Charter Party Basics

Charter Party Basics:

As a contractual document, a charter party is comprised of a main body, possible additional or rider clauses, and appendixes if necessary. Certain provisions of charter party contracts may be termed conditions, whereas others take the form of so-called warranties. Conditions represent fundamental terms of the charter party whose nonperformance may allow the other party to terminate the contact. The most common conditions include the ship’s whereabouts at the time of the char- ter party agreement, the time for sailing to the loading port, the ship’s nationality, and the ship’s capacity for the specific cargo. The charterer may require other terms to be included as conditions, such as the ship’s age and ship classification (class). Warranties primarily cover the ship’s performance criteria and the way of compensating the owner or charterer in the event of default. Warranties include the ship’s speed, the fuel remaining on board on delivery, the rates of loading/discharging of the ship in port, pollution and other environmental influences emanating from the ship, characteristics of the cargo, and the behavior of the crew as far as safety matters are concerned. Other provisions may be classified as intermediate terms; these may take the form of a condition or warranty on a case-by-case basis.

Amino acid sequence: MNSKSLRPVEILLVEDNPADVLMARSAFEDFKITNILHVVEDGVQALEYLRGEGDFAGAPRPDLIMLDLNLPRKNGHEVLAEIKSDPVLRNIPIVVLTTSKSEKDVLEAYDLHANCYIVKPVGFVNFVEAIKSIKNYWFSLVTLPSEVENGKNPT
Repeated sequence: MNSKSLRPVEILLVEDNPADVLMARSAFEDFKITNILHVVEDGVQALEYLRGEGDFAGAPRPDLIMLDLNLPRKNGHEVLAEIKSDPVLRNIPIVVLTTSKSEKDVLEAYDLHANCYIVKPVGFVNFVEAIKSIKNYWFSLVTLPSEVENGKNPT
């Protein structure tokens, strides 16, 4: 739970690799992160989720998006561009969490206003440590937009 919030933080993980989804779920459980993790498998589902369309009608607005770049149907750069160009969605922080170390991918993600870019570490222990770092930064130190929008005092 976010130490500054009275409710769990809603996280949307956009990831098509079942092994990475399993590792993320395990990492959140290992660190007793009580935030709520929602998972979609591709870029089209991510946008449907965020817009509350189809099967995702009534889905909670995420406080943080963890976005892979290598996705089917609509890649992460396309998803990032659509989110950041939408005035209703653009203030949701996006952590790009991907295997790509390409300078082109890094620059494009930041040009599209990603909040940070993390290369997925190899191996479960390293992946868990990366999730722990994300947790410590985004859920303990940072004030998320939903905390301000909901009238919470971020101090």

Apart from the express terms of the charter party contract, each party undertakes certain implied obligations. For instance, the charterer undertakes not to place the ship and its crew in danger, not to load dangerous or illegal cargoes, and not to instruct the master to deviate from the ship’s planned route unless there are bad weather conditions and to save life at sea. In addition, the charterer has the responsibility to perform the voyage without delays, to have a thorough knowledge of international as well as local laws and regulations that may influence the voyage, and to set safety as a priority. A charter party contract may be dissolved altogether at the occurrence of a radical change of conditions that is unexpected or risky and makes the performance of the contract impossible. For instance, a permanent loss of the ship would lead to the frustration of the charter party contract as the commercial object of the charter is made impossible. Claims for compensation may be brought by the charterer if the shipowner deviates from the implied terms or the warranties that relate to the ship’s performance. The owner, on the other hand, may claim compensation for delays during loading/unloading or deviations from the loading/unloading rate that has been agreed in the firm offer. Other claims may be brought for pollution damage and cargo shortage. How compensation will be effected is again included in the charter party clauses.